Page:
Tay-Sachs Disease Stem Cell Gene Enzyme Treatment
SARASOTA, Fla., Nov. 10, 2010 /PRNewswire/ — StemCellRegenMed, Inc. announces that a new stem cell gene and enzyme replacement treatment has been performed on a fourteen month old child with Tay-Sachs disease on November 2, 2010. Tay-Sachs is a devastating disease that afflicts children primarily of parents of Jewish heritage and in very rare cases families of Eastern European background and the Cajun region in the U.S.A. The children appear normal at birth but about six months of age they lose their ability to turn over both ways; raise their heads or crawl. They become hypotonic and even have difficulty in swallowing and sucking. Between 15-18 months they may become blind and lose their hearing. Death may occur by two years of age.
The procedure was performed at a major hospital in Lima, Peru under the supervision of Burton Feinerman, M.D. trained at the Mayo Clinic in Rochester, MN and Javier Paino, M.D., Ph.D neurosurgeon and scientist trained at Mt. Sinai Hospital, N.Y. and George Washington University School of Medicine.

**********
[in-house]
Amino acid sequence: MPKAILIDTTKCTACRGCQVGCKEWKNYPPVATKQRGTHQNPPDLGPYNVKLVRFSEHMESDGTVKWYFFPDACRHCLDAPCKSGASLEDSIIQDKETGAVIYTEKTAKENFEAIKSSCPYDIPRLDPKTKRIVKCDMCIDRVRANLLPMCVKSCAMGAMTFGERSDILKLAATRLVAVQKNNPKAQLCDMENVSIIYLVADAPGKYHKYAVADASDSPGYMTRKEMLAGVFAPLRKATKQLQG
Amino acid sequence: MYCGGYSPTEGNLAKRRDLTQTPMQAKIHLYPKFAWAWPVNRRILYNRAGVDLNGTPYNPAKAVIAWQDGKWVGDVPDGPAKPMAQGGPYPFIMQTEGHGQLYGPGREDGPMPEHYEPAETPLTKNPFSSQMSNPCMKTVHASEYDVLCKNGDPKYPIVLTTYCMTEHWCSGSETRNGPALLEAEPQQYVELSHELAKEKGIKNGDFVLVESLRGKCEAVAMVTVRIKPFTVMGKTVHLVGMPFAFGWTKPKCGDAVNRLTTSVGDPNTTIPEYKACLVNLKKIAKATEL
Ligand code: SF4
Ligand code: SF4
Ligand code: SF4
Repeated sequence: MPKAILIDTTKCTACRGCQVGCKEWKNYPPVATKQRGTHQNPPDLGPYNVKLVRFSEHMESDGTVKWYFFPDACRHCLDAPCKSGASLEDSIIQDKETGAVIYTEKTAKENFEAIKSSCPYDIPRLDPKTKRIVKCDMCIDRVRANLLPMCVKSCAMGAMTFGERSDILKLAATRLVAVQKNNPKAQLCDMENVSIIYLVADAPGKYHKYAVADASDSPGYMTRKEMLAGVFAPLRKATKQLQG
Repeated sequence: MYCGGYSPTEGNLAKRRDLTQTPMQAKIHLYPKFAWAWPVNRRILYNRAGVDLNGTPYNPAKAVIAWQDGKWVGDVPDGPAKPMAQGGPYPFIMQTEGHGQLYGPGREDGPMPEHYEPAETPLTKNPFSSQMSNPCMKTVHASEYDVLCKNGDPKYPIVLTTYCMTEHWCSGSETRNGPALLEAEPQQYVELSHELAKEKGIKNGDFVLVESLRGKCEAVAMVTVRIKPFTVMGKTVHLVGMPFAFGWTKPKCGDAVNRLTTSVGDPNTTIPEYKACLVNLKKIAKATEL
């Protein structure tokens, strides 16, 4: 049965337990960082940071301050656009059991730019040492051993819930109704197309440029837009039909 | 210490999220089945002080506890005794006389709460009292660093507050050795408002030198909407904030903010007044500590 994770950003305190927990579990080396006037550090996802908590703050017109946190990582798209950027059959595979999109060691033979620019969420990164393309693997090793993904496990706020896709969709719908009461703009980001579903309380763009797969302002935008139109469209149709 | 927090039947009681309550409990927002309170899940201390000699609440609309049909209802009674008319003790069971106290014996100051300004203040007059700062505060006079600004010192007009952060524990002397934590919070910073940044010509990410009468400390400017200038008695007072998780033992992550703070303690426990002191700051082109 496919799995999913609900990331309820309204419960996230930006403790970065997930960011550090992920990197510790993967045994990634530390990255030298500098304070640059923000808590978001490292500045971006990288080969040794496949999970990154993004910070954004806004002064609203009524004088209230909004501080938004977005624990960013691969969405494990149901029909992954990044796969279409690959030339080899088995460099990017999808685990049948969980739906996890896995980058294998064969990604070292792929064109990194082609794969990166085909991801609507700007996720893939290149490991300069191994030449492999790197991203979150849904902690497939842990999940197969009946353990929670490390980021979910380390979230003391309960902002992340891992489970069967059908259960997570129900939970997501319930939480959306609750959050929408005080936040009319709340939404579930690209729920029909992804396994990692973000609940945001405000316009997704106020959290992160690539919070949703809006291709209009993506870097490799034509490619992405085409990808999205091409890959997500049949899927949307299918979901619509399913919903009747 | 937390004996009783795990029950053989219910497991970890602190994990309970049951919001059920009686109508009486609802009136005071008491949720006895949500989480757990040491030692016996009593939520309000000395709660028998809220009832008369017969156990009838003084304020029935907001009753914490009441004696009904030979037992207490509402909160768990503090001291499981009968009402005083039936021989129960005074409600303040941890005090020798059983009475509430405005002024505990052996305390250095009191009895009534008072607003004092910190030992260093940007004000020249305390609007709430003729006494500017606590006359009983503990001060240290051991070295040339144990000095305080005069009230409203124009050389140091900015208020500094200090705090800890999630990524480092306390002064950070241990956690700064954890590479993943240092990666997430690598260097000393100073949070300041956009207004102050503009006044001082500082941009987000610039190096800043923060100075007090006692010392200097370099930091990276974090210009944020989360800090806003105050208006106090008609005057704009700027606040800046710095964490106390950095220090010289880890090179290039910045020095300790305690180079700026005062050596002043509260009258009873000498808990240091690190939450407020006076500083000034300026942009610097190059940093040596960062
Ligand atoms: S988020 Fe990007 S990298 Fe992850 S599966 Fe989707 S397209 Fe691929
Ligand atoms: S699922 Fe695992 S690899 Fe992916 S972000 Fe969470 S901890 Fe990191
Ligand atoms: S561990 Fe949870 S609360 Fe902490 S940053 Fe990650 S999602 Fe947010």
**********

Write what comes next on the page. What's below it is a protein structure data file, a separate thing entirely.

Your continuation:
The therapy consisted of administration of neuron stem cells mixed with brain derived neurotrophic factor, glial derived neurotrophic factor, nerve growth factor into the central nervous system via the spinal canal to the brain and spinal cord. This procedure was repeated again in two days.
Following this an agent was started orally and given twice daily to increase the levels of an enzyme B-hexosaminidase A. This enzyme is absent or very low in patients with Tay-Sachs leading to a defect in glycolysis that results in an abnormal accumulation of fatty substances in the brain and spinal cord causing damage to the nervous system, hearing and visual centers.
The baby, Aspen Brown, has tolerated all aspects of the treatment well. Both parents have noted movement of the head and neck that had been completely restricted; the child follows moving objects; muscle tone has improved; grasp reflex seems better all of which occurred in two to four days after treatment. Plans are now being developed to introduce the Hexa A gene with a vector or possibly work with developing a induced silenced complex RNA.
SOURCE StemCellRegenMed, Inc.